TDD – Have a Common Understanding in the Team

Recently I’ve been paying more attention to my style and approach to  TDD, and in doing so, I’ve begun to notice a few interesting things which, to me, seemed natural and almost “part of the process”, but clearly thats not the case with everyone. When I start on a dev task I typically try to ask as many of the right questions(see my previous post about avoiding autopilot) before I set off diving into code. I like to set the expectations of what it is that needs to be achieved, which is perfect in the world of TDD, because ultimately your tests should be testing the expectations match what actually happens.

I’ve come to learn that this isn’t necessarily the same “naturally assumed” approach which other developers might take. And along with that, there is mostly a misunderstanding within the team about what constitutes a focussed test, as well as what constitutes the definition of a category of tests. i.e. What qualifies as a unit test vs an integration test? And when to use them?

An experiment – collecting opinions

I thought I’d embark on a quick experiment and ask colleagues around me what their view on TDD is. Not surprisingly, there were a lot of different views and almost everyone I spoke to had a somewhat different idea of what TDD should be. Some advocating integration heavy tests to ensure business scenarios work, others advocate unit tests for quicker feedback etc. But what I found most interesting is that the definition of what a unit, integration, functional, end to end tests varied depending on who I spoke to! It became clear that is was common place to hear different vocabulary being used to describe the same end goal. For example I’d heard the terms “system testing”, “integration testing” and “acceptance testing” as well as “UAT” to all mean the same thing!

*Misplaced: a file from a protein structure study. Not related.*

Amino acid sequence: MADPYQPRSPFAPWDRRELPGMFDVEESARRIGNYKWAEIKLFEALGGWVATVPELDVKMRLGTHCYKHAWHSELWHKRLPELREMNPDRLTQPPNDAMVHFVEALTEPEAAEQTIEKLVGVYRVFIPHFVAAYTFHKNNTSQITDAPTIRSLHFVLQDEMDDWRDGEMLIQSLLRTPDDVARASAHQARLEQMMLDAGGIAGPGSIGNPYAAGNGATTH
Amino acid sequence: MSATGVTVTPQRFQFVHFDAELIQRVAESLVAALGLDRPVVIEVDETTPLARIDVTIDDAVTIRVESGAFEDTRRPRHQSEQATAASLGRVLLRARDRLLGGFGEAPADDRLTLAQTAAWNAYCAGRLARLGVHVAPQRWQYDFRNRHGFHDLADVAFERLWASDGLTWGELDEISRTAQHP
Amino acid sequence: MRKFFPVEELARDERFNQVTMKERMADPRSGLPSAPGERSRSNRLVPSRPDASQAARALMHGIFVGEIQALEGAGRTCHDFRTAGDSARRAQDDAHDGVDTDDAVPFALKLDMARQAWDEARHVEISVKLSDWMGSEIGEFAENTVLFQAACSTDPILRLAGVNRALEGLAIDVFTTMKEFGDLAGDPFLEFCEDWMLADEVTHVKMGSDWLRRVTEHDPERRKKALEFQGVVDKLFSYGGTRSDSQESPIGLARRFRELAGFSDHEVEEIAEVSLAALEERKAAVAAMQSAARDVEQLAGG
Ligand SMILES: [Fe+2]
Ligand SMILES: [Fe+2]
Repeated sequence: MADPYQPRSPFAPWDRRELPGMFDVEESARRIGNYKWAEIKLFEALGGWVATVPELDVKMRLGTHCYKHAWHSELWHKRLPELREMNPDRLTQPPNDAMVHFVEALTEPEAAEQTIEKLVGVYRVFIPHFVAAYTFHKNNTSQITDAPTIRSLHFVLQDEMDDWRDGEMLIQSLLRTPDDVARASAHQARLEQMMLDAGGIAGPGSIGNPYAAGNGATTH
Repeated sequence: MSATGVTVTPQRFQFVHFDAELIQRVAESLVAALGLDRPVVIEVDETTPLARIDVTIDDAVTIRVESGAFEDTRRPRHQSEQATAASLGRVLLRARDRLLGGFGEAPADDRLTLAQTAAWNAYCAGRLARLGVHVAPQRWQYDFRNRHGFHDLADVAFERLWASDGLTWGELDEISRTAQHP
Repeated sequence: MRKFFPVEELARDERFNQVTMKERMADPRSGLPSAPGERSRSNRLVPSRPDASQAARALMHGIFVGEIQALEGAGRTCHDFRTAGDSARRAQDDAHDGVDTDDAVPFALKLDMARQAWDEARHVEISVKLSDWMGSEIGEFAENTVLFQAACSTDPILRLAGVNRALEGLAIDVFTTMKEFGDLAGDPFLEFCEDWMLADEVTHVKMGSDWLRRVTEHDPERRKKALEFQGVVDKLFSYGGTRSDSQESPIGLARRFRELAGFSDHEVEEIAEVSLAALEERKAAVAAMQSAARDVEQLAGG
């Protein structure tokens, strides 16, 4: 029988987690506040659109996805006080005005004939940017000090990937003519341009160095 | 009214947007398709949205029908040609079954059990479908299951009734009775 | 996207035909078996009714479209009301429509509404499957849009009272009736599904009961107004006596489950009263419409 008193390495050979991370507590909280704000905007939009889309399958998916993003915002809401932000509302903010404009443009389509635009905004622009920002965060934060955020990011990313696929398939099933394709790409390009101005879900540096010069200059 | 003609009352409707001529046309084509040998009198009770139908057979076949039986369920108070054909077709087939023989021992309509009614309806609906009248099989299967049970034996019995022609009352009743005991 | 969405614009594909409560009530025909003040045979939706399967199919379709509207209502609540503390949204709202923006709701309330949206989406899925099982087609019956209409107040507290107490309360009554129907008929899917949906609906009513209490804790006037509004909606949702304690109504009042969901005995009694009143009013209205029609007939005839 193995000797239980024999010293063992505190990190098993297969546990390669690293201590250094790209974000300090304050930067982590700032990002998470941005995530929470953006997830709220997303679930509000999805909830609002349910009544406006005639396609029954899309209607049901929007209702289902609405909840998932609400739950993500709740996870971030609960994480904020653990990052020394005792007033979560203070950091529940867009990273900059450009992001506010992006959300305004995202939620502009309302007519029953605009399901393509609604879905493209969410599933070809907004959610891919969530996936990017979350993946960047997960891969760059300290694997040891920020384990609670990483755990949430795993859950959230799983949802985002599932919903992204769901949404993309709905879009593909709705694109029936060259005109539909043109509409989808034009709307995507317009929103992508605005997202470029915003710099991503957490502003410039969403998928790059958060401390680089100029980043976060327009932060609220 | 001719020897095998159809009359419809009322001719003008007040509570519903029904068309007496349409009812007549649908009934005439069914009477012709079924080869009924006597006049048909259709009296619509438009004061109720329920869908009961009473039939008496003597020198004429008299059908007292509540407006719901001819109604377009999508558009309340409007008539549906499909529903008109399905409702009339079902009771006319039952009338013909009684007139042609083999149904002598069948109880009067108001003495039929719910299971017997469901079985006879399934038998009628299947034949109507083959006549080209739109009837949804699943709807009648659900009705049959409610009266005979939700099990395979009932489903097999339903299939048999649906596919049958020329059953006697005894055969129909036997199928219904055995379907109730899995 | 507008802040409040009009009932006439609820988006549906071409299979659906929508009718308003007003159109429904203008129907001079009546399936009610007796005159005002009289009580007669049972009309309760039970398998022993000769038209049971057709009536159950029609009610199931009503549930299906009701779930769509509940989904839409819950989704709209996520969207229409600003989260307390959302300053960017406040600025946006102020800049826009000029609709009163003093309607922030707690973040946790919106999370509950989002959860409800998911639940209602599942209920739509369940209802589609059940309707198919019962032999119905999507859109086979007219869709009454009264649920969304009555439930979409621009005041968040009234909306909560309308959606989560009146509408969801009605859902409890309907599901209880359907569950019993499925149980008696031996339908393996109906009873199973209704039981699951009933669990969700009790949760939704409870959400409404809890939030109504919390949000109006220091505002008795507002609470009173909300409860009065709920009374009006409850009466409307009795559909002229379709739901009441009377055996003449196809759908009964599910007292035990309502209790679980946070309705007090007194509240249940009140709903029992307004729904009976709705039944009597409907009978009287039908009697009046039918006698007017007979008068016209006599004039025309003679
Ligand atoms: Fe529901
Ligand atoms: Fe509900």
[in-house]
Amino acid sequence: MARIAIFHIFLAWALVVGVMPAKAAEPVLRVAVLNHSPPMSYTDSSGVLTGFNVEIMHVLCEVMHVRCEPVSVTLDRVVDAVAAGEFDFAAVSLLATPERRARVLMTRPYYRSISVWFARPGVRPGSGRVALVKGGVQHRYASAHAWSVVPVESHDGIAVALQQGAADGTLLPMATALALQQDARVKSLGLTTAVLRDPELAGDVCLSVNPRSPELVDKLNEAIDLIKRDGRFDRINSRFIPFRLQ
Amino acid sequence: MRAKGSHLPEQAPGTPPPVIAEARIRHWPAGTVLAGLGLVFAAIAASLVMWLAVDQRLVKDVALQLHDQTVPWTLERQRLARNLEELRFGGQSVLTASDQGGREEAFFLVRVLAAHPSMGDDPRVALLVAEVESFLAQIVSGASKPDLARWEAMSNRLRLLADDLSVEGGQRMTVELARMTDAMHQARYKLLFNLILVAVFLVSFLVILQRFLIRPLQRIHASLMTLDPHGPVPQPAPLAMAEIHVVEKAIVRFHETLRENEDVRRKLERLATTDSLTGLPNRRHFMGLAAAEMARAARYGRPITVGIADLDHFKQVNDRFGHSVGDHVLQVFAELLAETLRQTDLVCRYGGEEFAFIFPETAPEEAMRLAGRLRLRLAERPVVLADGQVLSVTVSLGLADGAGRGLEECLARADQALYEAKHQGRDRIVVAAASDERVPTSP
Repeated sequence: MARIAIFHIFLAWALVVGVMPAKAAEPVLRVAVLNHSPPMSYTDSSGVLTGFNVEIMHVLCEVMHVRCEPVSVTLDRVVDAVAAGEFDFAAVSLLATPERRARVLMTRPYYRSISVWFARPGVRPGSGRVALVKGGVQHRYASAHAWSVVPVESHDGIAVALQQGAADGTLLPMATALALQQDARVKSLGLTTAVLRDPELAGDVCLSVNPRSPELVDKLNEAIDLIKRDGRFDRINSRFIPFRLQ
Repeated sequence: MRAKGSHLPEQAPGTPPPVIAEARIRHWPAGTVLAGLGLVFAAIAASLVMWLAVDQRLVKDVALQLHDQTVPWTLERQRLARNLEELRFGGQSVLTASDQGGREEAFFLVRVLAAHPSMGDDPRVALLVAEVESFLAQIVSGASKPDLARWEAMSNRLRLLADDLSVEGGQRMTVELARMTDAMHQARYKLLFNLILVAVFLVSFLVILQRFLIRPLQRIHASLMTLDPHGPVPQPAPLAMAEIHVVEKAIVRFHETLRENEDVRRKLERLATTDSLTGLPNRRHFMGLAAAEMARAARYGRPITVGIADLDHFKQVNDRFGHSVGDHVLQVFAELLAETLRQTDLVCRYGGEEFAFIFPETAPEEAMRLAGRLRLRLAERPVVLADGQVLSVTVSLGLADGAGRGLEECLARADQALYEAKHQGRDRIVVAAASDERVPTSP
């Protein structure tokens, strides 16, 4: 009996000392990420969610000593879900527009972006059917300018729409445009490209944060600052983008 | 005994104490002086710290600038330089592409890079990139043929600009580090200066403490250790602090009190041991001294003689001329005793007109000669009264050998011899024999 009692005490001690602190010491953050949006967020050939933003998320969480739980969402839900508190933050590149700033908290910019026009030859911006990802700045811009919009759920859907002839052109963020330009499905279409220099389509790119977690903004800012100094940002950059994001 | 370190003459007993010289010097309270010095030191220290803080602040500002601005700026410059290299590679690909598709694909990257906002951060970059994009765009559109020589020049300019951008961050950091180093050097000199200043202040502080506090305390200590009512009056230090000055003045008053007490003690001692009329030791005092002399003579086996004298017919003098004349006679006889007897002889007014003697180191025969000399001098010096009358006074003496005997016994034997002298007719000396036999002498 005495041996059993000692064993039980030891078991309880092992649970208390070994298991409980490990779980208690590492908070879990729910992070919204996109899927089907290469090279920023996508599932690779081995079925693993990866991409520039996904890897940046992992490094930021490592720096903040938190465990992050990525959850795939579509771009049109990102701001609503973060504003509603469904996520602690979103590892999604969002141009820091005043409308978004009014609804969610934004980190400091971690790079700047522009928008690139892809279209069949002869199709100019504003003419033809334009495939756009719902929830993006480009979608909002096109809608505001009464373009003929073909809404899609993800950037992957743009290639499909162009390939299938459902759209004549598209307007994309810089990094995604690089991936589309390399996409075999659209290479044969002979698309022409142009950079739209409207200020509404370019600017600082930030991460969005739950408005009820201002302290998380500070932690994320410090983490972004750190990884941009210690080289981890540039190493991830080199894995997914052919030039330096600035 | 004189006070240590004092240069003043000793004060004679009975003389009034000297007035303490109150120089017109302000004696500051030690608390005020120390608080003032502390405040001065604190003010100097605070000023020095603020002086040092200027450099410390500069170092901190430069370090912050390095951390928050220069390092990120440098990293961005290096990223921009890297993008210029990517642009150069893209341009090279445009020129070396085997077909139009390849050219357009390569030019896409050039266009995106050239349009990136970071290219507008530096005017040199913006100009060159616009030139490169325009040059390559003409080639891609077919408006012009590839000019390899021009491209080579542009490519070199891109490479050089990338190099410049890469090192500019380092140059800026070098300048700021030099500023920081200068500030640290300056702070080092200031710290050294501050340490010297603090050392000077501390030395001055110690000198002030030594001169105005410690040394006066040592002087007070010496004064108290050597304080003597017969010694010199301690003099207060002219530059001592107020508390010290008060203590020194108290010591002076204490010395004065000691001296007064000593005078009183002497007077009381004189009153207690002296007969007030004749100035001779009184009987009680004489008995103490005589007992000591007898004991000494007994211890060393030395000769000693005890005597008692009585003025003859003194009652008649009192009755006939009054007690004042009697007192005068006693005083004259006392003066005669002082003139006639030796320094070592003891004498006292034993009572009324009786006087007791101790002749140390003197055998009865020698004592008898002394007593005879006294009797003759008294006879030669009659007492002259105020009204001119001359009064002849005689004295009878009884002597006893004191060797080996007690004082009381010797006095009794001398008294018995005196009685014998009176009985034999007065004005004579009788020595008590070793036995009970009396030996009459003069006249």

Clearing the  air

Obviously its fruitless to be embarking on a TDD journey if everyone int the team has a different idea of what its supposed to be. Most of the time when you hear the acronym “TDD” its automatically assumed to be unit tests that you’re writing, and for the large part, that might hold true. But I’m going to include other categories of testing that I feel should form part of the TDD paradigm. The definitions I supply below are not to be taken as solid regimented definitions, but more a way for teams to have a common understanding of what each area of TDD you’re targeting.

The Definitions

So lets clear the air a bit and define what is what. I’m obviously not the first person to write about the difference between unit and integration tests etc, but here’s what I find works:

Unit Test

A test that focuses on a single segment of behaviour. i.e. test that adding money to an account increases the overall balance. These tests should provide feedback as quickly as possible, and must run on every code change. And most importantly, a unit test is not something that touches 3rd party libraries/frameworks or resources which you have no control over. This includes interactions with a database, files system, and network comms as an example. Some might dispute that interactions between classes or modules that even you have written would be dumped in the integration category, but I disagree.